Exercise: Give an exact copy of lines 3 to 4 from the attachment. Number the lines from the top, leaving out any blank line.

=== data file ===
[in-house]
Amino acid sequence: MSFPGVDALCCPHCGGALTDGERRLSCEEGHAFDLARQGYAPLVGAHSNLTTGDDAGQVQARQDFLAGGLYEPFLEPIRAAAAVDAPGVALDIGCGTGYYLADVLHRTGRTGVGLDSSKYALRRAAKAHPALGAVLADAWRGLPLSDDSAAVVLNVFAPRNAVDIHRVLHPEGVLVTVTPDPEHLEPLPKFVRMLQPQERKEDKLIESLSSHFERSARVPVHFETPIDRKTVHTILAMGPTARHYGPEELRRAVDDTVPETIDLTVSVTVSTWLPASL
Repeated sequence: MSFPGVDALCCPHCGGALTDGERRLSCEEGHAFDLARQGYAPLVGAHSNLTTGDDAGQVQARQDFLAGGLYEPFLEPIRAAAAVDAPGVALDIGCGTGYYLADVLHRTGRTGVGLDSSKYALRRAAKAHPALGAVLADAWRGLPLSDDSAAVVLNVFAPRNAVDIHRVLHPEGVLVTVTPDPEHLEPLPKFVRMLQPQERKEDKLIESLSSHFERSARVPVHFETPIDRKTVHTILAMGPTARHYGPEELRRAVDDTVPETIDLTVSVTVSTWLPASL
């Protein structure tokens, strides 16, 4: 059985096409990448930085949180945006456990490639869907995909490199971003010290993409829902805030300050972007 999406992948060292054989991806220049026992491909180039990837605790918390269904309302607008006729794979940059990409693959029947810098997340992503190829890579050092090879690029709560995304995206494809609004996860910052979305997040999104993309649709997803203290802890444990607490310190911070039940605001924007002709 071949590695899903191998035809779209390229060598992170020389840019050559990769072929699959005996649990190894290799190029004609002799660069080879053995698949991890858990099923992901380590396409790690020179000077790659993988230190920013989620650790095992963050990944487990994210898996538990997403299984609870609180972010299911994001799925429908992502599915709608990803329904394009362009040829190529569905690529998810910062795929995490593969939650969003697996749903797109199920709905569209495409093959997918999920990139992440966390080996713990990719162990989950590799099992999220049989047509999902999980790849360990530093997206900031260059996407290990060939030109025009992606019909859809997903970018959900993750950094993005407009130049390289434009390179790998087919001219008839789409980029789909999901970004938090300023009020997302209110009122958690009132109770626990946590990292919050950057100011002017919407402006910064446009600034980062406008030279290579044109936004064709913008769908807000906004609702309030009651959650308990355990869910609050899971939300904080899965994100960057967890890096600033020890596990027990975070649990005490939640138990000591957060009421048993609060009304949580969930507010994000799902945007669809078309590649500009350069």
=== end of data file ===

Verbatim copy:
Repeated sequence: MSFPGVDALCCPHCGGALTDGERRLSCEEGHAFDLARQGYAPLVGAHSNLTTGDDAGQVQARQDFLAGGLYEPFLEPIRAAAAVDAPGVALDIGCGTGYYLADVLHRTGRTGVGLDSSKYALRRAAKAHPALGAVLADAWRGLPLSDDSAAVVLNVFAPRNAVDIHRVLHPEGVLVTVTPDPEHLEPLPKFVRMLQPQERKEDKLIESLSSHFERSARVPVHFETPIDRKTVHTILAMGPTARHYGPEELRRAVDDTVPETIDLTVSVTVSTWLPASL
């Protein structure tokens, strides 16, 4: 059985096409990448930085949180945006456990490639869907995909490199971003010290993409829902805030300050972007 999406992948060292054989991806220049026992491909180039990837605790918390269904309302607008006729794979940059990409693959029947810098997340992503190829890579050092090879690029709560995304995206494809609004996860910052979305997040999104993309649709997803203290802890444990607490310190911070039940605001924007002709 071949590695899903191998035809779209390229060598992170020389840019050559990769072929699959005996649990190894290799190029004609002799660069080879053995698949991890858990099923992901380590396409790690020179000077790659993988230190920013989620650790095992963050990944487990994210898996538990997403299984609870609180972010299911994001799925429908992502599915709608990803329904394009362009040829190529569905690529998810910062795929995490593969939650969003697996749903797109199920709905569209495409093959997918999920990139992440966390080996713990990719162990989950590799099992999220049989047509999902999980790849360990530093997206900031260059996407290990060939030109025009992606019909859809997903970018959900993750950094993005407009130049390289434009390179790998087919001219008839789409980029789909999901970004938090300023009020997302209110009122958690009132109770626990946590990292919050950057100011002017919407402006910064446009600034980062406008030279290579044109936004064709913008769908807000906004609702309030009651959650308990355990869910609050899971939300904080899965994100960057967890890096600033020890596990027990975070649990005490939640138990000591957060009421048993609060009304949580969930507010994000799902945007669809078309590649500009350069």